2. The process of claim 1 wherein said nickel coating 6 is about 0.0005 to 0.002 inch thick and said polytetrafluoroethylene coating is about 0.0001 to 0.001 inch thick.

3. The process of claim 1 wherein said base article is aluminum.

4. The process of claim 1 wherein said base article is ferrous metal.

5. The process of claim 1 wherein said temperature is about 550 to 750 F.

6. An article comprising a structure having thereon a coating obtained by the process of claim 1.

7. The process for coating a base article selected from ferrous metals and aluminum comprising first applying by an electro nickel plating process a nickel coating about 0.0001 to 0.005 inch thick to said article; then applying over said nickel a polytetrafiuoroethylene coating about 0.0001 to 0.2 inch thick; and heat treating and fusing said nickel and polytetrafiuoroethylene coating at a surface temperature of about 350 to 820 F. for about 20 minutes to 2 hours, to obtain an abrasion resistant selflubricating surface.

8. A process for coating a base article selected from ferrous metals and aluminum comprising first applying by an electroless chemical plating process a coating consisting essentially of nickel and about 2 to 10 wt. percent phosphorusabout 0.0001 to 0.005 inch thick to said article; then applying over said nickel-phosphorus a polytetrafluoroethylene coating about 0.0001 to 0.2 inch thick;

and heat treating and fusing the surface of said base article, nickel and polytetrafluoroethylene at a surface temperature of about 350 to 820 F. for about 20 minutes to 2 hours.

References Cited UNITED STATES PATENTS ALFRED L. LEAVITT, Primary Examiner J. R. BATTEN, 'JR., Assistant Examiner U.S. Cl. X.R.

Referenced by
Citing PatentFiling datePublication dateApplicantTitle
US4121393 *Jun 18, 1976Oct 24, 1978Spie-BatignollesDevice for protecting a structure against the effects of high horizontal dynamic stresses
US4156049 *Feb 7, 1978May 22, 1979Glyco-Metall-Werke Daelen & Loos GmbhLaminate, particularly for anti-friction and slide members, and method for the production of the same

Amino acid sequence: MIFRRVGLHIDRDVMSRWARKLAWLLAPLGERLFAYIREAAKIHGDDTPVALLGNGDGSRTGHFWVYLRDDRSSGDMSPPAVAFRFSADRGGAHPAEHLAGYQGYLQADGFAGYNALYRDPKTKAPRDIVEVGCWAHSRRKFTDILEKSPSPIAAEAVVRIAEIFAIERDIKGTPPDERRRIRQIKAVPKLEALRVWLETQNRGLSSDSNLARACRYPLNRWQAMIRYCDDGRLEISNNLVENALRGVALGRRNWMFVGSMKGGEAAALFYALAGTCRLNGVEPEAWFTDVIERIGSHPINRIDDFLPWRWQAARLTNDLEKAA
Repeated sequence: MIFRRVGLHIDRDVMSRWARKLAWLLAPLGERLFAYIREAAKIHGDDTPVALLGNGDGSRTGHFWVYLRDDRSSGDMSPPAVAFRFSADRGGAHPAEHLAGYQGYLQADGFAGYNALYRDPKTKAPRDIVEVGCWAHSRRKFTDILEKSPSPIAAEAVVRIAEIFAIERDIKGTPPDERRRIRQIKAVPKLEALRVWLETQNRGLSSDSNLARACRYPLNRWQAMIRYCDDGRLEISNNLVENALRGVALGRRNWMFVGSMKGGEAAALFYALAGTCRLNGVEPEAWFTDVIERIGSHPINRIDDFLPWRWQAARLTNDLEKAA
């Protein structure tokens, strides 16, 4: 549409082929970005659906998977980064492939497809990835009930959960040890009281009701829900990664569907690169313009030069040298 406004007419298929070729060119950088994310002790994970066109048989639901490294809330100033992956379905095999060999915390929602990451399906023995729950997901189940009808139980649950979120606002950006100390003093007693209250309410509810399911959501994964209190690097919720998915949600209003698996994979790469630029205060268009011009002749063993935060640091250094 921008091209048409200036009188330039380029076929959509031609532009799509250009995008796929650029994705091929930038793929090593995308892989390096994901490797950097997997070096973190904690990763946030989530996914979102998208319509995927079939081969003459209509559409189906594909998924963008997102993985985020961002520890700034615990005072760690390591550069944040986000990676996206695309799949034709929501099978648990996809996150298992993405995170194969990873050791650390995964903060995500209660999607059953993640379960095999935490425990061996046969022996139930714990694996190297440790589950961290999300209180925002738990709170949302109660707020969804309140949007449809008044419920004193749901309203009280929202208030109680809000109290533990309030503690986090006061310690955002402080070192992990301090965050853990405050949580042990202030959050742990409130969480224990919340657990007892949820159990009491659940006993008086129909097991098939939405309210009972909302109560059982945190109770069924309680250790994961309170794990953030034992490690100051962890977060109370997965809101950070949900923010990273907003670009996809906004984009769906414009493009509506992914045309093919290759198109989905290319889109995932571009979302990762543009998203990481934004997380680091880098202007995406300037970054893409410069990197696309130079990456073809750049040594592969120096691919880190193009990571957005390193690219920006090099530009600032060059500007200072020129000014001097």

US4218293 *Feb 2, 1979Aug 19, 1980Hooker Chemicals & Plastics Corp.Electrochemical apparatus and process for manufacturing halates
US4484988 *Dec 9, 1981Nov 27, 1984Richmond Metal Finishers, Inc.Process for providing metallic articles and the like with wear-resistant coatings
US4621026 *Sep 20, 1984Nov 4, 1986Richmond Metal Finishers, Inc.Process for providing metallic articles and the like with wear-resistant coatings, and improved coated metallic articles and the like
US4630849 *Mar 27, 1985Dec 23, 1986Sumitomo Metal Industries, Ltd.Oil well pipe joint
US4895740 *Aug 24, 1987Jan 23, 1990Sumitomo Electric Industries Ltd.Pigmented fluoropolymer paint
US4950365 *Dec 22, 1988Aug 21, 1990Vac-Tec Systems, Inc.Corrosion free hard coated metal substrates
US5100739 *Oct 29, 1990Mar 31, 1992Nkk CorporationMetal sheet, nickel alloy, composite with fluoropolymer particle dispersion
US5308660 *Sep 16, 1991May 3, 1994Tri-City Services, Inc.Adhesion prevention
US5415077 *Feb 14, 1994May 16, 1995Sanden CorporationSupporting mechanism for a wobble plate and method of making same
US5789038 *Mar 27, 1996Aug 4, 1998Sanden CorporationSupporting mechanism for a wobble plate and method of making same
US6971681 *Oct 10, 2003Dec 6, 2005Tenaris Connections AgThreaded pipe with surface treatment
US20110192279 *Jan 31, 2011Aug 11, 2011Honda Motor Co., Ltd.Multilayer lubrication coating film and internal combustion engine piston using the coating film
US20140224861 *Apr 16, 2014Aug 14, 2014Nihon Superior Co., Ltd.Wire solder, method of feeding the same, and apparatus and system therefor
WO1983002124A1 *Dec 7, 1982Jun 23, 1983W W RobinsonProcess for providing metallic articles and the like with wear-resistant coatings, and improved coated metallic articles and the like
Classifications
U.S. Classification428/626, 428/335, 220/573.2, 428/421, 428/926, 427/405, 427/409, 428/652, 428/461, 428/656, 427/438, 220/917, 428/679, 428/422, 427/437, 428/936, 205/196
International ClassificationB05D5/08
Cooperative ClassificationB05D5/083, Y10S428/926, B05D2350/65, Y10S220/917, Y10S428/936
European ClassificationB05D5/08C